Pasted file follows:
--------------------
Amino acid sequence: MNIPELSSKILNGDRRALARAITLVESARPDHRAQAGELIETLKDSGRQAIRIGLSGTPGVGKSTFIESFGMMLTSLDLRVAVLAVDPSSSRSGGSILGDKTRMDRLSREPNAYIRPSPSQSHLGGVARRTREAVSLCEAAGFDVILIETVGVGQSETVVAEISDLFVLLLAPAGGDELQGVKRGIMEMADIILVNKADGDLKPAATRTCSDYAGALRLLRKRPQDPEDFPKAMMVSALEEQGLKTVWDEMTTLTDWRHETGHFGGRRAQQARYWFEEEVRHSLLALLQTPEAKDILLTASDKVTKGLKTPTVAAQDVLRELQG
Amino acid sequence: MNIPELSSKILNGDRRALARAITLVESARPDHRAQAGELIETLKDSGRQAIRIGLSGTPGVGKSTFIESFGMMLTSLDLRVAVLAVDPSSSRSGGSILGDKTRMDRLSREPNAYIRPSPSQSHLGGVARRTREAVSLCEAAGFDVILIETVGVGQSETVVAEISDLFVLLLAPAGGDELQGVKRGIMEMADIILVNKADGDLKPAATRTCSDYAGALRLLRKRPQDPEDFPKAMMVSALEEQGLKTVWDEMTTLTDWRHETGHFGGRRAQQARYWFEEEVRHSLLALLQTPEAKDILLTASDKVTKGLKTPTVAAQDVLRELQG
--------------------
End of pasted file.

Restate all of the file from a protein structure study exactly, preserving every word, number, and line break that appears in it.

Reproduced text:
Amino acid sequence: MNIPELSSKILNGDRRALARAITLVESARPDHRAQAGELIETLKDSGRQAIRIGLSGTPGVGKSTFIESFGMMLTSLDLRVAVLAVDPSSSRSGGSILGDKTRMDRLSREPNAYIRPSPSQSHLGGVARRTREAVSLCEAAGFDVILIETVGVGQSETVVAEISDLFVLLLAPAGGDELQGVKRGIMEMADIILVNKADGDLKPAATRTCSDYAGALRLLRKRPQDPEDFPKAMMVSALEEQGLKTVWDEMTTLTDWRHETGHFGGRRAQQARYWFEEEVRHSLLALLQTPEAKDILLTASDKVTKGLKTPTVAAQDVLRELQG
Amino acid sequence: MNIPELSSKILNGDRRALARAITLVESARPDHRAQAGELIETLKDSGRQAIRIGLSGTPGVGKSTFIESFGMMLTSLDLRVAVLAVDPSSSRSGGSILGDKTRMDRLSREPNAYIRPSPSQSHLGGVARRTREAVSLCEAAGFDVILIETVGVGQSETVVAEISDLFVLLLAPAGGDELQGVKRGIMEMADIILVNKADGDLKPAATRTCSDYAGALRLLRKRPQDPEDFPKAMMVSALEEQGLKTVWDEMTTLTDWRHETGHFGGRRAQQARYWFEEEVRHSLLALLQTPEAKDILLTASDKVTKGLKTPTVAAQDVLRELQG